Insurer buys into NHS cancer centre

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The Independent Online
A health insurance company has invested in an NHS cancer treatment centre in an open admission that it needs the health service to provide the best possible care for private patients.

The new alliance between PPP Healthcare and the Royal Free NHS Trust in north London could be the precursor of similar deals with other trusts, according to Dr Harry McNeilly, medical director of PPP. Similar deals could also be established for some other highly specialised areas such as neurosurgery and neuroscience.

PPP, Britain's second biggest health insurer, has contributed pounds 100,000, or around a third of the pounds 350,000 cost of expanding the Royal Free's Moore cancer ward by 20 per cent to 24 beds, more than doubling its day care facilities and refurbishing eight intensive treatment rooms.

The facilities will be available to both NHS and private patients, with the Royal Free's private patient income from cancer treatment possibly doubling to pounds 1.5m a year or more as PPP encourages its patients to use the specialist facilities.

The move follows the Calman report on cancer services which concluded that the best treatment is provided by having limited numbers of highly specialised centres linked to cancer units in ordinary general hospitals which deal with the more common tumours - a so-called "hub and spoke" arrangement into which NHS units are being reorganised.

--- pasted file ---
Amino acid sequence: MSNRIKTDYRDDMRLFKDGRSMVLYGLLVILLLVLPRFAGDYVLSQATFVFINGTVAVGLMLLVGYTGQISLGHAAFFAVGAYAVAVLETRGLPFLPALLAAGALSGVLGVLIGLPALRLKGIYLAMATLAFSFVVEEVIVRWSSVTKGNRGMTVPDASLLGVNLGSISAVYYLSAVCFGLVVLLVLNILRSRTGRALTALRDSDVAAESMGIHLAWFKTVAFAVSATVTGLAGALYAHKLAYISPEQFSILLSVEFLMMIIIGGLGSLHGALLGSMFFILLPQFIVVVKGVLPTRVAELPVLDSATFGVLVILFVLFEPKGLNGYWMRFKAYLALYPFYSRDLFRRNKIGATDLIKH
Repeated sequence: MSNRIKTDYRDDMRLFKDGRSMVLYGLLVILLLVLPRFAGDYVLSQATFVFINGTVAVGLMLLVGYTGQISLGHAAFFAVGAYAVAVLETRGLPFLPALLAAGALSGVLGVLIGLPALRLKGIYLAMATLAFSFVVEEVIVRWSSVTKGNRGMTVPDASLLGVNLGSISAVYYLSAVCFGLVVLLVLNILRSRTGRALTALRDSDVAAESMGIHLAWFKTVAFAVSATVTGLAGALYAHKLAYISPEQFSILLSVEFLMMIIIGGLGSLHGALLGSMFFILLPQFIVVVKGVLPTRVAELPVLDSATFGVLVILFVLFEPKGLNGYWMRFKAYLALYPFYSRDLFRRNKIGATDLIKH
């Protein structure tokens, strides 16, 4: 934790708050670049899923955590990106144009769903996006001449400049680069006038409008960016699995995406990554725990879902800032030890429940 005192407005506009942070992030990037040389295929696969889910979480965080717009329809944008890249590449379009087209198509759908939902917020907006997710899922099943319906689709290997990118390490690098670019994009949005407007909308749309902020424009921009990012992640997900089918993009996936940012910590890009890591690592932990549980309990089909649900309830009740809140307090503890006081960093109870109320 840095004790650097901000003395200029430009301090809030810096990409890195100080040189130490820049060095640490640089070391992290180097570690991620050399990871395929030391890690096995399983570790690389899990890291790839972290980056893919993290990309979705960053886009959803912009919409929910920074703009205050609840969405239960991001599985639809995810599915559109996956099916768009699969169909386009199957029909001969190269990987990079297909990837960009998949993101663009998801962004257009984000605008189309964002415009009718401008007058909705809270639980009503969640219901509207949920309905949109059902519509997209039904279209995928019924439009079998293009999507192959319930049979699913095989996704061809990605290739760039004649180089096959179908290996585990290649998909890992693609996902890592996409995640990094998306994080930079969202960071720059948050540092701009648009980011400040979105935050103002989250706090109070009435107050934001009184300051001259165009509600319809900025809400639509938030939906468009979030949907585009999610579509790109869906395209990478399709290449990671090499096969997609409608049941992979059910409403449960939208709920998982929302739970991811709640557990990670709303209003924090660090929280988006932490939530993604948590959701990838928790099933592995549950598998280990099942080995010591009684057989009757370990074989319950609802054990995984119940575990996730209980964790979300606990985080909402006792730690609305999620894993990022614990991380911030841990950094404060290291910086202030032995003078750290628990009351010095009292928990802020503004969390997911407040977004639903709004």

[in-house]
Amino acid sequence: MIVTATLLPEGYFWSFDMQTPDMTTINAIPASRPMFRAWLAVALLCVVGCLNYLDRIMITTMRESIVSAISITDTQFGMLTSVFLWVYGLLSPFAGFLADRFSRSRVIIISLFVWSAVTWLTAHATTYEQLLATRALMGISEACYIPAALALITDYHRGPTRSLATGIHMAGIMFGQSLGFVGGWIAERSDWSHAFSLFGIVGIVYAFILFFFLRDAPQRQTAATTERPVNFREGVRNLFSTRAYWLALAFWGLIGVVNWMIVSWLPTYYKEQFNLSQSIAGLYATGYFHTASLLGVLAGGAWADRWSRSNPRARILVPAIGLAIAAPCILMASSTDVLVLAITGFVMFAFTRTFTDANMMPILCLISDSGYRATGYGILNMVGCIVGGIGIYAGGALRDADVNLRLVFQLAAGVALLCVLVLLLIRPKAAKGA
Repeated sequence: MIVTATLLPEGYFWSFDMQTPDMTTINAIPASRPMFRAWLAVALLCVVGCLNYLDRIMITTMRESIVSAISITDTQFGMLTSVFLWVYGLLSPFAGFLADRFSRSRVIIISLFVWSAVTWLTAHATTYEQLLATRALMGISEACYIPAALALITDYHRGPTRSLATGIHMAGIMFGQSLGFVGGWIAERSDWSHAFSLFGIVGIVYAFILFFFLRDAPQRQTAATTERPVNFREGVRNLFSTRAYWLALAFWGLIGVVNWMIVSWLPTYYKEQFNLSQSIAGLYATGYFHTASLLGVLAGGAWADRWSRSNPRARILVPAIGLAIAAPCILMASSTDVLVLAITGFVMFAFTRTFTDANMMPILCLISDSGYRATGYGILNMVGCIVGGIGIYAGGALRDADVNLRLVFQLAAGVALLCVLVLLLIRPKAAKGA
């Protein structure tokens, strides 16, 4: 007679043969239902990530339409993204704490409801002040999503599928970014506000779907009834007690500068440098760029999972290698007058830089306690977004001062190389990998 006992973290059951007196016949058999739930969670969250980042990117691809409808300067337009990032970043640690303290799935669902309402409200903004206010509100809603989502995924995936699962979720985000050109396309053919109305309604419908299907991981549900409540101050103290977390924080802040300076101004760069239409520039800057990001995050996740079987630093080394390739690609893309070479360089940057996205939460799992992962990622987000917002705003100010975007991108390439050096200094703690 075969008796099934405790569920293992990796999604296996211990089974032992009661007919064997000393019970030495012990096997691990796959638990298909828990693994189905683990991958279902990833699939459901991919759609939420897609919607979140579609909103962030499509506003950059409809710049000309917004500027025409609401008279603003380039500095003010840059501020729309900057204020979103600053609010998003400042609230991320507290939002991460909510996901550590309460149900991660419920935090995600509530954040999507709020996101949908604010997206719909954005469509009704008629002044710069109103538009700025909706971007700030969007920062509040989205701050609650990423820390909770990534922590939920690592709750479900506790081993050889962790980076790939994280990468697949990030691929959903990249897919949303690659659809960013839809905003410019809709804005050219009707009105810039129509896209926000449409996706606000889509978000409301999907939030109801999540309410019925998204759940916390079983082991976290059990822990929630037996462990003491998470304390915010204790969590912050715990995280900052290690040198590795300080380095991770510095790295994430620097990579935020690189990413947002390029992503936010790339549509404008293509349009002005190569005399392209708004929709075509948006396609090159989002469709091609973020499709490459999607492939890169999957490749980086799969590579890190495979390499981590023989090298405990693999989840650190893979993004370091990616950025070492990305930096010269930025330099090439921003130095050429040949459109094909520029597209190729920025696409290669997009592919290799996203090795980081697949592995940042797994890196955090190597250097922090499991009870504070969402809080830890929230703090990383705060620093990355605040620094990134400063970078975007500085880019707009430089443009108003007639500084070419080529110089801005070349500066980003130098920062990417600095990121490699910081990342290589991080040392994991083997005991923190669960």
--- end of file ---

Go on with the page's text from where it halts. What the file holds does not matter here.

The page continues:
Private hospital units lack experience of treating rarer cancers and the comprehensive range of services from surgery to chemotherapy, radiotherapy and psychology which a specialist centre such as the Royal Free can provide, Dr McNeilly said.

"To have a high quality centre, you have to have all these specialists together and you need a substantial population which will throw up sufficient of the rarer tumours to ensure the specialists acquire the skills to provide the best treatment," he added.

"We firmly believe that the NHS at the moment is the only place that can provide that level of expertise, and that is why we are looking to the NHS to provide these services for our subscribers."

The "preferred provider" status means PPP will encourage subscribers who need such specialist care to use the Royal Free, obtaining competitive charges in return for more-or-less guaranteed volume. But PPP stressed the deal was less about price than about quality - ensuring that private patients receive equally good care to NHS patients as the "hub and spoke" reorganisation is phased in.

Richard Begent, Professor of Oncology at the Royal Free, insisted that private patients would not receive preferential treatment, and PPP's contribution was allowing an earlier and more extensive refurbishment of Moore ward. "There is no waiting list for treatment at the Royal Free, so there is no queue to jump," he said.